Rothenburg (Days Off)


DAYS 23 & 24 – “Do you have anything to wash?” Yami asked, as she decided that she would get her favourite pastime out of the way before looking around Rothenburg ob der Tauber on our days off.

“It won’t take long, then we can look around,” she responded when I said I didn’t want to wash anything. What could I say to that? I didn’t have an answer, so I agreed, and organised my dirty clothes.

An hour or two later, washing done, we did begin to look around. Rothenburg ob der Tauber, hailed as the ‘most German of German towns’ by ideologists in the Nazi party, is a medieval city steeped in a thousand year history and swarming with modern tourists. The old city, partially destroyed during the second world war has been rebuilt using money donated from all over the world, and now stands as one of the most popular tourist destinations in Germany, attracting millions of visitors per year.

During our two days in Rothenburg we took the time to wander the streets of the old city, and I took the time to take a lot of photos. We walked and walked. We people-watched in the Marketplatz while drinking a beer.

The first night we loosely followed the nightwatchman’s guided tour, listening to a few stories while I fiddled around with the camera. During my trip in Latin America and other holidays, I had never really taken any photos at night as they always came out blurry and rubbish. With the intention of taking photos at night on this trip, I had brought along a small tripod, but as yet it had remained in the bottom of Yami’s bag. I decided it was high time I made use of it, so after a kebab dinner we ventured out and Yami patiently waited with me while I messed around trying to take some snaps of the city.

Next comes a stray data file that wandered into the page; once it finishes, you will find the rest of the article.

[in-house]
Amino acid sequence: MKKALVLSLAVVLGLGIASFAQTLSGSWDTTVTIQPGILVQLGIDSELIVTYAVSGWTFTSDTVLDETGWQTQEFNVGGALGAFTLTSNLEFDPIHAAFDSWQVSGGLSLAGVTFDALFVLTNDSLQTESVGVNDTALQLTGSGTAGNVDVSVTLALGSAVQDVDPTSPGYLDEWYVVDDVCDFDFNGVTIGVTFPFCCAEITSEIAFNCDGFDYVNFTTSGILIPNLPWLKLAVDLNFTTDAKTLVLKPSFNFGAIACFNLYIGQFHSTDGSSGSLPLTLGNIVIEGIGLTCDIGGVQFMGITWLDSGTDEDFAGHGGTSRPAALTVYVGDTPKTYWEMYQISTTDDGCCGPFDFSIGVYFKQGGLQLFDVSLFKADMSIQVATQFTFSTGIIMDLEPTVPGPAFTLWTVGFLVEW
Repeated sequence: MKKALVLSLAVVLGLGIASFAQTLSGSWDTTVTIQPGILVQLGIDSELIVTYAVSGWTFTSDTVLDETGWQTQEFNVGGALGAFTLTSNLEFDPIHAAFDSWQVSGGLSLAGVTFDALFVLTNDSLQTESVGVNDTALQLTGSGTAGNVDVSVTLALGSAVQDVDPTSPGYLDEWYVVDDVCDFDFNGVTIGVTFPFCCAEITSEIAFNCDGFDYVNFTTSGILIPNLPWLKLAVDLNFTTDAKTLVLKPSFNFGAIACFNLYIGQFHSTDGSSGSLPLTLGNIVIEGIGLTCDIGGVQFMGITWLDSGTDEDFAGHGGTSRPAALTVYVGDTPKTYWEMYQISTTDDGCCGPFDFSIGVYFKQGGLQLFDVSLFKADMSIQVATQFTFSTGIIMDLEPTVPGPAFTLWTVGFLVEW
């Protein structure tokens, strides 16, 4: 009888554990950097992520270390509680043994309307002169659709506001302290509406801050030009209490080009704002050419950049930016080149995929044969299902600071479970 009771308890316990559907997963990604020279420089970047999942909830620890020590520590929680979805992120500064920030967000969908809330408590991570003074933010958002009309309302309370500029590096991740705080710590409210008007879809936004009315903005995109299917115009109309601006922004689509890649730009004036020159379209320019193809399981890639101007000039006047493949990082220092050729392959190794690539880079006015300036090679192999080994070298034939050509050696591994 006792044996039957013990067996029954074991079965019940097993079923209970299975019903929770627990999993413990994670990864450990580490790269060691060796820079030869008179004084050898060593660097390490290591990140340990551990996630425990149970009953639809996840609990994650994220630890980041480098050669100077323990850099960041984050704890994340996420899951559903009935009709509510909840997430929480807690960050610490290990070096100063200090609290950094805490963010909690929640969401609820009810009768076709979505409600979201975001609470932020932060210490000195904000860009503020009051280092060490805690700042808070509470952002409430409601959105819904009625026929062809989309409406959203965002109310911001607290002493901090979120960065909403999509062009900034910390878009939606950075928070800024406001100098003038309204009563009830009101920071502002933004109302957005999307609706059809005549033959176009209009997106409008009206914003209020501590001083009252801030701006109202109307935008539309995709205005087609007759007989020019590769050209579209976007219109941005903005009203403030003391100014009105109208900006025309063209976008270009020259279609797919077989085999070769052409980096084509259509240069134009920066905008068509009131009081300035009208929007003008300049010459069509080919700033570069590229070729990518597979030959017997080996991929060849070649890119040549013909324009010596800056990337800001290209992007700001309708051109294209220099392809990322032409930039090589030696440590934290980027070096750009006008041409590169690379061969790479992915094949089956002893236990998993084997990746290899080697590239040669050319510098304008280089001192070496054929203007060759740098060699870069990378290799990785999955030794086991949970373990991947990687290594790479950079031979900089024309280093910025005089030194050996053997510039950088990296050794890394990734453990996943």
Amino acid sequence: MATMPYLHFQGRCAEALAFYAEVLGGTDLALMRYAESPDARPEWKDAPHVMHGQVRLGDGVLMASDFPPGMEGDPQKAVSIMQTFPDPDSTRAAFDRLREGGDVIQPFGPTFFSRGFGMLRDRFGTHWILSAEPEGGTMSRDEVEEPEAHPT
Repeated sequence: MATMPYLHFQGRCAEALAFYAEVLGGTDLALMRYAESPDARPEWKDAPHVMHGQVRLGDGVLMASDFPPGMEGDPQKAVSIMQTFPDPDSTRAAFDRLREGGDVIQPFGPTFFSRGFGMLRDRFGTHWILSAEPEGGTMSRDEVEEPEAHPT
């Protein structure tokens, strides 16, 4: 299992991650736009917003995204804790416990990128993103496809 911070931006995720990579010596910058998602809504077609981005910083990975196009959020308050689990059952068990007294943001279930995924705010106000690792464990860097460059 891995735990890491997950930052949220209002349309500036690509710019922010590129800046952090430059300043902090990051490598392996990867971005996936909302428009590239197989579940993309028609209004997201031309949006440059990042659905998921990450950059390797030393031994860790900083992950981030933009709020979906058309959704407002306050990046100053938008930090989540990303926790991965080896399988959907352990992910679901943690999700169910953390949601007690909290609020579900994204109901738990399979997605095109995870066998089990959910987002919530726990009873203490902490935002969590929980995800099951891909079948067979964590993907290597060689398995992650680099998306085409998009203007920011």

During our two days in Rothenburg, the weather was perfect, something which made me a little restless to get back out on the bike to make the most of the sunshine while it lasted.

We argued a bit during the days, each probably in need of a little space. Yami wasn’t enjoying certain aspects of the trip, especially the cold weather, which had knock on effects, namely regarding camping in the cold, and had considered returning home. I knew that it may be difficult for Yami to adapt to bicycle touring during a European autumn and winter, but had hoped that she would be able to overcome the cold weather. She was also frustrated at a problem developing in her hands which left them numb and without strength, from gripping the handlebars too tightly for too long.

Trying to convince Yami to do something that she didn’t want to do would ultimately mean we’d both be unhappy, so after talking about our options we eventually decided to carry on for the time being, trying to reach at least Vienna, but with Yami having the option of calling it quits when she felt she couldn’t handle the cold any longer.

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